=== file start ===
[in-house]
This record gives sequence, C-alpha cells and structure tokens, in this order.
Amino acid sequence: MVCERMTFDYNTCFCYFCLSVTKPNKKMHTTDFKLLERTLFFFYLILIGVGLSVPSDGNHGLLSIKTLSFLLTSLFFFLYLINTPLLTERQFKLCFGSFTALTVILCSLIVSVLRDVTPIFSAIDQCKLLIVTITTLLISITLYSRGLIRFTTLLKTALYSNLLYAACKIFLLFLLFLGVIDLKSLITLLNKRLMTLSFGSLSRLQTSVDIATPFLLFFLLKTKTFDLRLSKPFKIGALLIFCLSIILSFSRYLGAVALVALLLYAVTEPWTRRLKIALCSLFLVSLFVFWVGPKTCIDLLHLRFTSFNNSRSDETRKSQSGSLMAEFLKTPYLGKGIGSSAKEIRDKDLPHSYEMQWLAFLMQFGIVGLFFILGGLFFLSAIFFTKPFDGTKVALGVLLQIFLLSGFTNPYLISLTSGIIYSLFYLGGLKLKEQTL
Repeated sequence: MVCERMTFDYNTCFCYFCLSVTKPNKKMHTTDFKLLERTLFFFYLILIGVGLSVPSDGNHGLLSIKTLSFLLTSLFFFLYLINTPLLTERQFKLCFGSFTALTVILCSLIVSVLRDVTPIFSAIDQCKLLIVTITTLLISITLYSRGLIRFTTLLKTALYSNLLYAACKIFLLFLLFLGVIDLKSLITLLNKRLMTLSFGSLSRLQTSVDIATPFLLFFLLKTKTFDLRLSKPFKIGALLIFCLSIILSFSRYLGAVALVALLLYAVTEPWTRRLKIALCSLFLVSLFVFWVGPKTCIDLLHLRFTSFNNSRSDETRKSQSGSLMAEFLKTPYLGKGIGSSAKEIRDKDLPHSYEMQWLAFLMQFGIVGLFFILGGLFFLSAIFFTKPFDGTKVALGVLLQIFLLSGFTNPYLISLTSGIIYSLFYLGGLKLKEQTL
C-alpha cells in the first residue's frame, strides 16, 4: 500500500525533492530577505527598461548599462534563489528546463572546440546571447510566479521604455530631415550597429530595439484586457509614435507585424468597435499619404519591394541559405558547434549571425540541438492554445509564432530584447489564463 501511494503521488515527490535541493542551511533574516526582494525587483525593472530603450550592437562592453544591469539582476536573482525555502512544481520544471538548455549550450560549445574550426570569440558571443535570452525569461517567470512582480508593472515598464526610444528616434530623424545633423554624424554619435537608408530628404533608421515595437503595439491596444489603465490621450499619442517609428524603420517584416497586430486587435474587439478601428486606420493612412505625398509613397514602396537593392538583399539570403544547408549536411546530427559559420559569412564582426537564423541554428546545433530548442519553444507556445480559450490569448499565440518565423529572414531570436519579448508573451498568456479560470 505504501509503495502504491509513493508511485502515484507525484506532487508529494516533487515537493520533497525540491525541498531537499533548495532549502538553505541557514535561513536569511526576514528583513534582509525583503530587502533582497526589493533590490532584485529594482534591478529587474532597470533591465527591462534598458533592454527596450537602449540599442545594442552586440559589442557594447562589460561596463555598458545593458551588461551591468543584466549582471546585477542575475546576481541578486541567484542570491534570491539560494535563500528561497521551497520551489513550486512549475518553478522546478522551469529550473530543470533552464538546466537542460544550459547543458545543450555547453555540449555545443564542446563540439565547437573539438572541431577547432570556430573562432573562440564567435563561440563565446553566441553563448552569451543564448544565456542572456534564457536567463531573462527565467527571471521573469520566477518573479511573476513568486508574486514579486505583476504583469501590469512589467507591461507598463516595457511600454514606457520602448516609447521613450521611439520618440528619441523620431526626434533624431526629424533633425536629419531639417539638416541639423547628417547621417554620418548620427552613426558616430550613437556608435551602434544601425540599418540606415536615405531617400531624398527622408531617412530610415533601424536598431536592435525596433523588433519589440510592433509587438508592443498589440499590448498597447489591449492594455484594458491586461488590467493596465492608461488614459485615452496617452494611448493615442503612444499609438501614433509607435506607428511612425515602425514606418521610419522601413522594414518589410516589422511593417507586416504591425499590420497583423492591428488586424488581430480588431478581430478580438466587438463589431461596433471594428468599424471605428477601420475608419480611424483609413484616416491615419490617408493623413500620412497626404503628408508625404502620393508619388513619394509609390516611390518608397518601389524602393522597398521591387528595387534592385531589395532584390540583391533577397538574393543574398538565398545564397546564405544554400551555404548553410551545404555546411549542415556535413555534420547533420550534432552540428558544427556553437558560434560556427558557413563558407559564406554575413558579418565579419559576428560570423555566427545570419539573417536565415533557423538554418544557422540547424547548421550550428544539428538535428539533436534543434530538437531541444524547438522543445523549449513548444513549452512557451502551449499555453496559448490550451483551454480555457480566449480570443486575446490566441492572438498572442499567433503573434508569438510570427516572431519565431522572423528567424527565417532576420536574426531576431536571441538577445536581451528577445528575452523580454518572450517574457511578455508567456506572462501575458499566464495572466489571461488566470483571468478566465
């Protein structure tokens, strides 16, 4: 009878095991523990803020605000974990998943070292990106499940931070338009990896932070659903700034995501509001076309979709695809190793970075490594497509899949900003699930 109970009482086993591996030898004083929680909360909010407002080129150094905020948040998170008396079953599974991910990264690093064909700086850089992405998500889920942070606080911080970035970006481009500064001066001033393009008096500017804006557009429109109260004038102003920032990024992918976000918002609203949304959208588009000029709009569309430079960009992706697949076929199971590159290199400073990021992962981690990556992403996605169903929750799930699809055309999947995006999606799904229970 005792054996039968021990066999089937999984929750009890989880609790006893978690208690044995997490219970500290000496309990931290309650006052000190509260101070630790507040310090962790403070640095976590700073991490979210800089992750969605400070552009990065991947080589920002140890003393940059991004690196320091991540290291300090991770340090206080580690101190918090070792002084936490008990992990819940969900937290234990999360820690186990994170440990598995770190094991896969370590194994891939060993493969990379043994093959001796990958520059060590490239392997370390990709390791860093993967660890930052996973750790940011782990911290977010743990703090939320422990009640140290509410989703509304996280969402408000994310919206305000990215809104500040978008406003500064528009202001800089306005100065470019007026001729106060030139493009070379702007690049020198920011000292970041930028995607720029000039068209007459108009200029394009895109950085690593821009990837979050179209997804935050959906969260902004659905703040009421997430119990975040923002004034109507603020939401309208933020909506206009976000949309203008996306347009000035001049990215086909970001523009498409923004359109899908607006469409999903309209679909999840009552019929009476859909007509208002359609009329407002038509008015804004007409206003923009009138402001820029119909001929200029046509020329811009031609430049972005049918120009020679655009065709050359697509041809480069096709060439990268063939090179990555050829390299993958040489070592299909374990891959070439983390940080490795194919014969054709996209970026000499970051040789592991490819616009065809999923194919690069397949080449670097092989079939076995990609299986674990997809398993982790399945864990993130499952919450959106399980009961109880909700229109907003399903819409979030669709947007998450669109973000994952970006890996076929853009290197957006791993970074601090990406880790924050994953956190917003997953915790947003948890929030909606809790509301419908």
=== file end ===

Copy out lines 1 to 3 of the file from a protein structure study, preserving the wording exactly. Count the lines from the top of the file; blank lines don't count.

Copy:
[in-house]
This record gives sequence, C-alpha cells and structure tokens, in this order.
Amino acid sequence: MVCERMTFDYNTCFCYFCLSVTKPNKKMHTTDFKLLERTLFFFYLILIGVGLSVPSDGNHGLLSIKTLSFLLTSLFFFLYLINTPLLTERQFKLCFGSFTALTVILCSLIVSVLRDVTPIFSAIDQCKLLIVTITTLLISITLYSRGLIRFTTLLKTALYSNLLYAACKIFLLFLLFLGVIDLKSLITLLNKRLMTLSFGSLSRLQTSVDIATPFLLFFLLKTKTFDLRLSKPFKIGALLIFCLSIILSFSRYLGAVALVALLLYAVTEPWTRRLKIALCSLFLVSLFVFWVGPKTCIDLLHLRFTSFNNSRSDETRKSQSGSLMAEFLKTPYLGKGIGSSAKEIRDKDLPHSYEMQWLAFLMQFGIVGLFFILGGLFFLSAIFFTKPFDGTKVALGVLLQIFLLSGFTNPYLISLTSGIIYSLFYLGGLKLKEQTL